Sony’s always trying to be different, take its own course, run against the tide. It’s refreshing. You know, except when it goes frustratingly, unnecessarily wrong. Anyone remember ATRAC?
OK, we’ll stop being sensationalist – there’s nothing so fundamentally wrong with the A200, just a few off choices. For instance, how has Sony managed to find the cheapest-feeling plastic around, giving the impression of such terrible flimsiness?
If you dropped it, you’d probably cry the moment it left your hand – that’s how certain you’d be that it won’t survive a fall.
You probably won’t be overwhelmed by the A200’s 10megapixel photos, either. They’re just very average. There’s more grain at ISO 100 than we’d like, the ISO 3200 setting is just there for show – it’s ridiculously noisy – and the autofocus, though fast, gets it wrong rather too often.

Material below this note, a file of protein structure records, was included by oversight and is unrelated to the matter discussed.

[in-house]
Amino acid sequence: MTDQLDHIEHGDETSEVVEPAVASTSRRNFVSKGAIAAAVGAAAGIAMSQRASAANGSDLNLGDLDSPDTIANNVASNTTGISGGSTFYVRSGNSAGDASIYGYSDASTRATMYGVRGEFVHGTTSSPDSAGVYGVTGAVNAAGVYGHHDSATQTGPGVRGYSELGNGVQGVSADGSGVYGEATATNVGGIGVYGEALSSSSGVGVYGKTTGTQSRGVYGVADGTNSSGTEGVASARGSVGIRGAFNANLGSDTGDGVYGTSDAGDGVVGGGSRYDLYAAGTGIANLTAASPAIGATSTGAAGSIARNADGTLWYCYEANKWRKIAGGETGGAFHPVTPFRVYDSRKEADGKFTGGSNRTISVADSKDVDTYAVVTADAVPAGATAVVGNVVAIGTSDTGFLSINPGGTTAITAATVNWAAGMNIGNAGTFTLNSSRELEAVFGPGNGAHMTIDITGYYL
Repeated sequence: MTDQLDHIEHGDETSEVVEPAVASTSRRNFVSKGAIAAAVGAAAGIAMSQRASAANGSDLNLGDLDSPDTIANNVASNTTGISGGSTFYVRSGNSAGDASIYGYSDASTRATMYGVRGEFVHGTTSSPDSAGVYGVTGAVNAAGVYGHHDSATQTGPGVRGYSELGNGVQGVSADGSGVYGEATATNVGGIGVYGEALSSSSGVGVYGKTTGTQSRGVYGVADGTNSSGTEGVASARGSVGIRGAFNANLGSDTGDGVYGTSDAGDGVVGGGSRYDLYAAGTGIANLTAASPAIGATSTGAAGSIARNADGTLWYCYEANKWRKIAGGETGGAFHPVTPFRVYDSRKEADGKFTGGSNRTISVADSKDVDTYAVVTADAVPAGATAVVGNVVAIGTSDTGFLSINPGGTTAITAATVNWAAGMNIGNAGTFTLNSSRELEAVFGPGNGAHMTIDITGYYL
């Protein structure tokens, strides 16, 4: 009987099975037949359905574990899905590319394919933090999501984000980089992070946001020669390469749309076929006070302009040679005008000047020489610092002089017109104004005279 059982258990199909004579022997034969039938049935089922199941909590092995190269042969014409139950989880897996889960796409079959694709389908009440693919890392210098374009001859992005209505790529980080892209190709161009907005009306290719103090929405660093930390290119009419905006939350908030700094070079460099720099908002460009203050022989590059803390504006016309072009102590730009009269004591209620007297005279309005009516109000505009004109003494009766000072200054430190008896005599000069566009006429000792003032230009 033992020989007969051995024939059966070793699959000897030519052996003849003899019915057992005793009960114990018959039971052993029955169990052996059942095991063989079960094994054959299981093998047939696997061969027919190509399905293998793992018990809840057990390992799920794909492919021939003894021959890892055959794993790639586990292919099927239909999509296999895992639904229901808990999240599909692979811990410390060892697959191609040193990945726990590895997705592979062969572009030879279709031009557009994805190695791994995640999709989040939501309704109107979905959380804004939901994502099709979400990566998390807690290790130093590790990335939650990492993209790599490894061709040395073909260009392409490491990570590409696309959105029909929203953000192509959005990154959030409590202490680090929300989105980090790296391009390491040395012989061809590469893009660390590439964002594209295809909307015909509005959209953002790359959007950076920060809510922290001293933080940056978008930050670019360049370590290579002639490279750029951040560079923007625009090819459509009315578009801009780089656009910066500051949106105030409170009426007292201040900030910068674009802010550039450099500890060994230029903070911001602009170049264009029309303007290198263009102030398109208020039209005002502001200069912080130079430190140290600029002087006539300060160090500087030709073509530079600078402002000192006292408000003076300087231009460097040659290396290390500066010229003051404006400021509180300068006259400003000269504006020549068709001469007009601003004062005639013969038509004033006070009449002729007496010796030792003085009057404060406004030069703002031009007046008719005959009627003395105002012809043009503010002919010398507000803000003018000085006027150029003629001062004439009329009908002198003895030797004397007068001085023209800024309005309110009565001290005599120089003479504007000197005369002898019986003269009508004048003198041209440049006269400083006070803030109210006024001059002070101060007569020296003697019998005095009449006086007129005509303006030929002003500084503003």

Colours are good, though, and the in-body image stabiliser, which is a real boon at this price, is very dependable. It’s also nice to see a dedicated ISO button on an entry-level camera.
The kit lens, too, is more versatile than most, with a zoom range of 18-70mm (around 28-105mm in old money). Shame it feels so cheap.
Slot in the arm
There are also two card slots – one for CompactFlash, one for Memory Stick PRO Duo. It’s nice to have options.
Our real problem with the A200, though, was the lack of eye relief on the viewfinder. You have to really squash your face up against the back of the camera to get a full view of the frame.
And the shutter button is a bit too far back on the body to promote a comfortable grip, which can lead to blurry pics. So, so infuriating.